Berlin to change policy towards Turkey as German citizen is held

Berlin to change policy towards Turkey as German citizen is held

Separately on Thursday, Turkey denounced Germany for its statements demanding the release of Peter Steudtner, a German human rights activist.

"Our relations can not be pursued based on blackmail and threats but through internationally accepted norms and principles", the Turkish Foreign Ministry said in a statement, accusing German Foreign Minister Sigmar Gabriel of a "one-sided and distorted approach".

It is extremely hard for German companies to make investments in Turkey under the current political climate in the country, German Economy Minister Brigitte Zypries said on Thursday.

Idil Eser, the state director of Amnesty International, and five other human rights campaigners were seized this week.

There is also a separate investigation on charges of "financing terrorism" and "spying", Anadolu Agency reports.

"Certainly we couldn't have accepted the deal", Germany's foreign ministry said.

German-Turkish relations have been souring for over a year, particularly since last July's coup attempt in Turkey. "We have no other choice - because we are responsible for the protection of the citizens of our country - but to adapt our travel and safety advisory to Turkey and let Germans know what can happen to them when they travel to Turkey". Chancellor Angela Merkel was key in pressing for the accord with President Recep Tayyip Erdogan under which Turkey keeps mainly Syrian refugees in the country in return for billions of euros in aid and progress toward European Union membership.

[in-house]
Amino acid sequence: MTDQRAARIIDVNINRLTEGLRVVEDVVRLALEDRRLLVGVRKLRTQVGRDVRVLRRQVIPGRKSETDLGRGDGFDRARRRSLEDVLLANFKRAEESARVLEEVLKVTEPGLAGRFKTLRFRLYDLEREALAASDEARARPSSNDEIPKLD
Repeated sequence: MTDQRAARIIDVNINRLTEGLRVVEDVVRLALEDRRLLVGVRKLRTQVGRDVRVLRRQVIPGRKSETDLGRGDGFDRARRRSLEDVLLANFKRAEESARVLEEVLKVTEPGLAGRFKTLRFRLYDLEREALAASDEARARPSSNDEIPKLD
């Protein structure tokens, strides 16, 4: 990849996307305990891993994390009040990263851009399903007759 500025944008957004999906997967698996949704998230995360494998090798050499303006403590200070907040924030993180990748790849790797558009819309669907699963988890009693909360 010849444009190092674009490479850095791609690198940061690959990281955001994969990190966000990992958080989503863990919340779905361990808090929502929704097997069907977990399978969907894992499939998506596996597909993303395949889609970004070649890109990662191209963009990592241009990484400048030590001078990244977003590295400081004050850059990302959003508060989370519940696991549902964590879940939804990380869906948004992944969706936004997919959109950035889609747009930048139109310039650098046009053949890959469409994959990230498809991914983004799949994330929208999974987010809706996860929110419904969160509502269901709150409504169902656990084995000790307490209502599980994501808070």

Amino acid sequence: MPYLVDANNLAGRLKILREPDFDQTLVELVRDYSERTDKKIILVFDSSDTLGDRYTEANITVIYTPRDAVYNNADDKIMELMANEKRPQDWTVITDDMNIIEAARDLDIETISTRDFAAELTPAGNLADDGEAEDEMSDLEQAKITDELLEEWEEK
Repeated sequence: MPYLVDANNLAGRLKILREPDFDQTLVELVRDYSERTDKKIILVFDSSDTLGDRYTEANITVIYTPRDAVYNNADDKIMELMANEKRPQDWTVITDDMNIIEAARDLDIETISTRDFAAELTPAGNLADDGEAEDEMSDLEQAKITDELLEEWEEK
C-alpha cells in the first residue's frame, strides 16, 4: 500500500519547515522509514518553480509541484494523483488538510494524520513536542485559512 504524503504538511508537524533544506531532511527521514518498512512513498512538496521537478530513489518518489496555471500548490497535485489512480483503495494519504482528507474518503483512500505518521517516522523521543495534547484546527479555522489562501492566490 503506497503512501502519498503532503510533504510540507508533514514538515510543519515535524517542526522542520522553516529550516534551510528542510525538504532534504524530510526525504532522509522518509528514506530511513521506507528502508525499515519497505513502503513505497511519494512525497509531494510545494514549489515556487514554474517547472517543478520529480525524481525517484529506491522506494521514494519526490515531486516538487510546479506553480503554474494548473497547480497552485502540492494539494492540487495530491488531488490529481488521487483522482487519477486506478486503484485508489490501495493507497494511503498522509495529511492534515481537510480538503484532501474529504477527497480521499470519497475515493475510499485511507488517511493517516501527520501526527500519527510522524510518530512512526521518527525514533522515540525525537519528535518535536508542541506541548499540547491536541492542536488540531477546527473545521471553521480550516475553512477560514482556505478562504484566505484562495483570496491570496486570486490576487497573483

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Last week's one-year anniversary was marked with a series of events and stunts, which Mr Erdogan used to rail against opponents and warn citizens there were still traitors in their midst.

The announcement marks a further deterioration of increasingly strained relations between the two countries.

The foreign ministry had issued a separate statement calling for the rapid release of the six activists. The travel sector contributes about $30 billion to the economy in a normal year. Gabriel also said he doesn't see how the government can continue guaranteeing companies' investments in Turkey in the absence of "legal security" and will have to consider what it does about export guarantees.

The tit-for-tat escalation underscores what Turkey called a "serious crisis of confidence" with Germany that threatens to harm trading ties worth more than $36 billion past year.

"You certainly can't advise any companies to take on investments in this climate", said the BGA.

"They should know that those threats and blackmails will not find correspondence in Turkey", he said, adding that threats over cancelling Customs Union talks and funds did not comply with the standards of worldwide relations. By contrast, Turkish exports to Germany of some $14 billion made it the No. 1 destination for foreign sales, ahead of the U.K., Italy then Iraq.

"Persons traveling to Turkey for private or business reasons are advised to be more cautious and to register, even for short stays, on the crisis list of German consulates", the ministry said.

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